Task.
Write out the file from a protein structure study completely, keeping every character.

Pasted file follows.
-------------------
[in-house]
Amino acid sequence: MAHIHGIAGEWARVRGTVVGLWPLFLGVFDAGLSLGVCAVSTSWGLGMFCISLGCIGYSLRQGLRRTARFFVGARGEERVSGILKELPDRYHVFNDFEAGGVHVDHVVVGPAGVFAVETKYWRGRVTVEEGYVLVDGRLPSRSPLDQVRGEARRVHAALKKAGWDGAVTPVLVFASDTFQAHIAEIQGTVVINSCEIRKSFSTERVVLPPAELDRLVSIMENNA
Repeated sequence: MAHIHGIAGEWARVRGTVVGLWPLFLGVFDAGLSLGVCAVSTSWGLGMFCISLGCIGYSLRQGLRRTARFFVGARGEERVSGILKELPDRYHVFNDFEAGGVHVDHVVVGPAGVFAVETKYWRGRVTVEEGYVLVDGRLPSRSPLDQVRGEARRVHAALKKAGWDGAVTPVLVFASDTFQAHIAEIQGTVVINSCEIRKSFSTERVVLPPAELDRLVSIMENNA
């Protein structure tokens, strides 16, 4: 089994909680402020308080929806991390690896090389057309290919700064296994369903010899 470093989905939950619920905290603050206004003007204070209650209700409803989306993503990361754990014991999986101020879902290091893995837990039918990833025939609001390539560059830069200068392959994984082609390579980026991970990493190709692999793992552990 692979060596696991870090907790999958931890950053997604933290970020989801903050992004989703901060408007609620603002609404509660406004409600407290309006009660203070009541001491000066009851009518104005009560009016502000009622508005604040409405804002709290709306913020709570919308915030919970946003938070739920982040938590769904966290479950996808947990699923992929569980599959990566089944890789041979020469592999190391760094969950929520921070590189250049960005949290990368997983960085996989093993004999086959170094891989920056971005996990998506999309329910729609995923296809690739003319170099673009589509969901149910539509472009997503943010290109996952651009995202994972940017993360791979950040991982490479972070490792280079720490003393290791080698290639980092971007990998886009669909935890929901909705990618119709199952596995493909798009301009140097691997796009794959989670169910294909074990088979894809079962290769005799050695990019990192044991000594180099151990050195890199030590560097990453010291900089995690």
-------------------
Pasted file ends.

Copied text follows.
[in-house]
Amino acid sequence: MAHIHGIAGEWARVRGTVVGLWPLFLGVFDAGLSLGVCAVSTSWGLGMFCISLGCIGYSLRQGLRRTARFFVGARGEERVSGILKELPDRYHVFNDFEAGGVHVDHVVVGPAGVFAVETKYWRGRVTVEEGYVLVDGRLPSRSPLDQVRGEARRVHAALKKAGWDGAVTPVLVFASDTFQAHIAEIQGTVVINSCEIRKSFSTERVVLPPAELDRLVSIMENNA
Repeated sequence: MAHIHGIAGEWARVRGTVVGLWPLFLGVFDAGLSLGVCAVSTSWGLGMFCISLGCIGYSLRQGLRRTARFFVGARGEERVSGILKELPDRYHVFNDFEAGGVHVDHVVVGPAGVFAVETKYWRGRVTVEEGYVLVDGRLPSRSPLDQVRGEARRVHAALKKAGWDGAVTPVLVFASDTFQAHIAEIQGTVVINSCEIRKSFSTERVVLPPAELDRLVSIMENNA
């Protein structure tokens, strides 16, 4: 089994909680402020308080929806991390690896090389057309290919700064296994369903010899 470093989905939950619920905290603050206004003007204070209650209700409803989306993503990361754990014991999986101020879902290091893995837990039918990833025939609001390539560059830069200068392959994984082609390579980026991970990493190709692999793992552990 692979060596696991870090907790999958931890950053997604933290970020989801903050992004989703901060408007609620603002609404509660406004409600407290309006009660203070009541001491000066009851009518104005009560009016502000009622508005604040409405804002709290709306913020709570919308915030919970946003938070739920982040938590769904966290479950996808947990699923992929569980599959990566089944890789041979020469592999190391760094969950929520921070590189250049960005949290990368997983960085996989093993004999086959170094891989920056971005996990998506999309329910729609995923296809690739003319170099673009589509969901149910539509472009997503943010290109996952651009995202994972940017993360791979950040991982490479972070490792280079720490003393290791080698290639980092971007990998886009669909935890929901909705990618119709199952596995493909798009301009140097691997796009794959989670169910294909074990088979894809079962290769005799050695990019990192044991000594180099151990050195890199030590560097990453010291900089995690």